Twenty three years after the events themselves, and eleven years after an indictment was first handed down, two Israelis were finally sentenced for embezzling money from the bank account of a moshav. Judge Limor Margolin-Yehidi called the long, drawn out process “a ridiculous example of justice postponed.”
According to the indictment against Dror Polchak and Menachem Bachinsky, two officials of Moshav Nordia in central Israel, they embezzled some NIS 1 million from the moshav's bank accounts between 1991 and 1998. An investigation was opened against them in 1998, and in 2003 they were indicted.
However, it took eleven years of proceedings to conduct the trial – an “unacceptable delay,” the judge said. At least 100 court sessions were held to discuss the case, although there were a total of 18 witnesses, for the prosecution and defense combined.
The judge blamed much of the delay on the “pretentious behavior of attorneys in the case” on both sides, who engaged in a great deal of “grandstanding,” presenting arguments and evidence that had little, if anything, to do with the case. The state, especially, sought to implicate the two in all manner of conspiracies, all of which were apparently spun from whole cloth, the court said.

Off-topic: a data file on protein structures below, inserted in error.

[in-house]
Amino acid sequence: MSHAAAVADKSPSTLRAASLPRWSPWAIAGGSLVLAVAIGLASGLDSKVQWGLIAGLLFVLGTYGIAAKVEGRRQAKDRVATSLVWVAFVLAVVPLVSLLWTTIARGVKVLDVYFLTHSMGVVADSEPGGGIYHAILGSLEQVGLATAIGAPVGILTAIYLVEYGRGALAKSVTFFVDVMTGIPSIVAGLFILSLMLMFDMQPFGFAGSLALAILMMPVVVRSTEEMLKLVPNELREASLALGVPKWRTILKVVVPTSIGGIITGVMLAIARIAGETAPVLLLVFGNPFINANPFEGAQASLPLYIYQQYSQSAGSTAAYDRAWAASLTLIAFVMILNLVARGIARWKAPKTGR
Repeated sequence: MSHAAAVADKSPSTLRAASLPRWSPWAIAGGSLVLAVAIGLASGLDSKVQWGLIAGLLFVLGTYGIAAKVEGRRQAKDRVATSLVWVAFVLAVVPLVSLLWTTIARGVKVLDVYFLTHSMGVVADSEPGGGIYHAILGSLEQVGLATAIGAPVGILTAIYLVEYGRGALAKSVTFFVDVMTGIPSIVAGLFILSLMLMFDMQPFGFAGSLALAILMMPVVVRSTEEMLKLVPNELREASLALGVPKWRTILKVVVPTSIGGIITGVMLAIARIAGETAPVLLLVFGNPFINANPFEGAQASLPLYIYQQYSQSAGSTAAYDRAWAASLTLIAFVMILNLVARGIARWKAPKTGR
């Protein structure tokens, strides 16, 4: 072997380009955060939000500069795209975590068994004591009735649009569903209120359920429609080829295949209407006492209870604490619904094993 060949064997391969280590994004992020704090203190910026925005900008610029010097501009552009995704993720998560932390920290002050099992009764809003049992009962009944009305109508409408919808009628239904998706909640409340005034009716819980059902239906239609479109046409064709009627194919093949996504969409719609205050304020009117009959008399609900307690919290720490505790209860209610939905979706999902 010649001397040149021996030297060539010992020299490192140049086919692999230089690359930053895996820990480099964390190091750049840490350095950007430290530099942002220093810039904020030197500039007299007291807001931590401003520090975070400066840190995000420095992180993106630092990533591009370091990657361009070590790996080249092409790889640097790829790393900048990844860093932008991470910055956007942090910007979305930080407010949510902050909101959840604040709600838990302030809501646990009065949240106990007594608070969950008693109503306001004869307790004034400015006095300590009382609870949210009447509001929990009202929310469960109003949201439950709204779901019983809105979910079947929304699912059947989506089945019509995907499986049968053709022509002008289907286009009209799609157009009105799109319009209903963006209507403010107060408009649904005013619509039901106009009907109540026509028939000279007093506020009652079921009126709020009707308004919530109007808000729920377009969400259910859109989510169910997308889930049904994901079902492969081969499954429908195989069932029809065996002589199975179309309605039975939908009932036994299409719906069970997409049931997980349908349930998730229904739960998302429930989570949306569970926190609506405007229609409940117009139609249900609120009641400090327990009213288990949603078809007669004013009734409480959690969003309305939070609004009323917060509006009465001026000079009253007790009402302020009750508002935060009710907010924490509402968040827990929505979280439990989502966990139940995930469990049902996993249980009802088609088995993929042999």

Another factor in the delay was a strike by state attorneys in 2010. Due to that strike, attorneys for the state failed to show up for the trial – and the court threw the case out. A year later, the state appealed, claiming it had new evidence, and the current trial concluded several months ago, with sentencing finally taking place Sunday.
“I searched in the archives for similar cases that extended for such a long period, and I couldn't find one,” Margolin-Yehidi said. “Unfortunately, I have to take into account the lengthy amount of time that this case went on when deciding on sentencing. Defendants have a right to expect a decision in their case after a reasonable amount of time.” The defendants were sentenced to ten and nine months in prison respectively, and fined NIS 125,000 each. There was no word on how much it cost the state to conduct the lengthy trial.